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Argentina to lobby UN over Jewish centre bomb: Death toll reaches 96 in Buenos Aires as authorities come under fire for ignoring warnings

THE ARGENTINE Foreign Minister, Guido di Tella, reports to the UN Security Council tomorrow on the bombing of a Jewish community building in Buenos Aires on 18 July, in which 96 people were killed and 40 are missing, feared dead. Of the wounded, 52 are being treated in hospital for their injuries and 179 have left hospital after receiving treatment. The authorities have gathered 19 bags of remains from the rubble of the building, which they estimate accounts for 10 people.

The attack far exceeds that on the Israeli embassy in Buenos Aires in March 1992, in which 29 people were killed - and indeed anything that afflicted Argentina during decades of military dictatorship and guerrilla war. It prompted President Carlos Menem to set up an all-powerful Security Secretariat to take control of all police and security services. This worries many in Argentina whose experience is that such bodies have served to terrorise rather than protect their own citizens.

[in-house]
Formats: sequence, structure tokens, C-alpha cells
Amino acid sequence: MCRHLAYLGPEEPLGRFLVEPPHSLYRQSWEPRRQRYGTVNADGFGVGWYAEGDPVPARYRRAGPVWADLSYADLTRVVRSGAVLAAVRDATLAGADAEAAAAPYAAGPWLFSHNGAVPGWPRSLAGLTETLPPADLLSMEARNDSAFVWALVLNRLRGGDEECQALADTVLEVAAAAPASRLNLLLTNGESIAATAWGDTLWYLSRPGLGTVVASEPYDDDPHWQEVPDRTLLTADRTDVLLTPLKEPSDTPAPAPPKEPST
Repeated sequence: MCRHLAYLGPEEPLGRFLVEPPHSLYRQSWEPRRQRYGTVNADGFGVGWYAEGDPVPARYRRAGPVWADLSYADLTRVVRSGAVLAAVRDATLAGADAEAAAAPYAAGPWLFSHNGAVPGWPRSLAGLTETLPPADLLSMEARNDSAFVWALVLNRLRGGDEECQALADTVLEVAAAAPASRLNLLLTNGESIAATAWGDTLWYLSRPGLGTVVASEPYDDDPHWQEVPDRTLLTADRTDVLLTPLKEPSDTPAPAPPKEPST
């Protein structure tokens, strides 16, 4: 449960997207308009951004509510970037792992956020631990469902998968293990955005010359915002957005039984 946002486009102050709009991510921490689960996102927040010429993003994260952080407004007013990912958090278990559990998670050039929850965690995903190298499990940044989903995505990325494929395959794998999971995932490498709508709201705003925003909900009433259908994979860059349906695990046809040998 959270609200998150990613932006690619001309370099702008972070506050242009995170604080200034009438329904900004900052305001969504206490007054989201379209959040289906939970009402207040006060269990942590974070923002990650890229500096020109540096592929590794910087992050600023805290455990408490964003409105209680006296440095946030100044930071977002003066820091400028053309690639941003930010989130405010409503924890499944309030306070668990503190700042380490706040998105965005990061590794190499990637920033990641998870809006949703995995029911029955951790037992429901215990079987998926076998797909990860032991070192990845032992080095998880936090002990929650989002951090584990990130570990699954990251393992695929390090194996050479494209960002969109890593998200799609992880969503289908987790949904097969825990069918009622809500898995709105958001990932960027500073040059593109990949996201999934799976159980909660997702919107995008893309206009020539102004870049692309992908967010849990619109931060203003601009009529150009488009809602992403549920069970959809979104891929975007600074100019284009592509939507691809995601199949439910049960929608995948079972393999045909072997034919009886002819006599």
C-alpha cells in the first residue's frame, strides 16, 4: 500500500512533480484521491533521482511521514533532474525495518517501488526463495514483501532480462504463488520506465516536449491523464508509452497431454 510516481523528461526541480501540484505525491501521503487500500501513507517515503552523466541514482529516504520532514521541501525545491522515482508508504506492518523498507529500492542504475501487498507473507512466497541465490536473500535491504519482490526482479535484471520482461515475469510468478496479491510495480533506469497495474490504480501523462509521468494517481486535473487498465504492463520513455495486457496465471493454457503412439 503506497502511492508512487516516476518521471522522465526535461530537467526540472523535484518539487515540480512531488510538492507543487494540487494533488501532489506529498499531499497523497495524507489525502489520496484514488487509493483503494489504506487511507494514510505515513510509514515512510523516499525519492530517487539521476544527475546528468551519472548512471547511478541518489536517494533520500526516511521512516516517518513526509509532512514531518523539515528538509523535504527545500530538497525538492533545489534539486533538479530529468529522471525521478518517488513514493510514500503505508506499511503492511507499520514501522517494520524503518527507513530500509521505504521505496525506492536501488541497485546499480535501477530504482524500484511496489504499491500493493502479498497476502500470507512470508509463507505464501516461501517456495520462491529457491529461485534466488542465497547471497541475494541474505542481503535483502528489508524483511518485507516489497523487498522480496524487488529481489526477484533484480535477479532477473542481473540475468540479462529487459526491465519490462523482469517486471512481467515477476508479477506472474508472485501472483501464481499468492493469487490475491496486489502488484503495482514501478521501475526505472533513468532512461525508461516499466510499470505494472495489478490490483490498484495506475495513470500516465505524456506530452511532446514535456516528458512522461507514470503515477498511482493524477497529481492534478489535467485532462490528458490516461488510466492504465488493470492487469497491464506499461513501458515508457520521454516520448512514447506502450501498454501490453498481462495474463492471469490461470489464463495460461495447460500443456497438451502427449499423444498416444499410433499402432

The latest attack has laid bare the government's negligence - the Buenos Aires Herald calls it incompetence - in investigating the embassy bombing, whose perpetrators were never found. In recent weeks, a number of intelligence reports warning of a big attack after the end of the World Cup were ignored by the authorities.

No barriers protected the Jewish building, and despite no-entry signs, many cars were parked beside it. A car bomb driven by a suicide driver probably caused the blast, which produced a four-metre wide crater as well as destroying the building. Among those killed were Jewish visitors to the building, passers-by and nearby building workers. Police last night detained the owner of a delivery van.

Accompanying Mr Di Tella to New York will be his deputy, Fernando Petrella, who spoke on Monday to the Iranian ambassador in Buenos Aires, Hadi Soliman Pour. According to the Argentine daily, Pagina 12, government sources believe Mr Soliman Pour was connected with terrorist operations in Europe. The newspaper says that Mr Soliman Pour, the cultural attache at the Iranian embassy in Madrid until 1989, was asked to leave Spain because security services there believed he may have been responsible for activating terrorist cells of Hizbollah in Europe.

Judge Juan Jose Galeano, who is leading the investigation into last week's attack, returned from Venezuela on Monday night, where he had spoken to an Iranian diplomat, Monoussaeh Moatamer, who had defected.

President Menem, has characteristically seized the opportunity to concentrate more power in his own hands and has promptly installed his own man, retired Air Force Brigadier Andres Antonietti, as security supremo.

(Photograph omitted)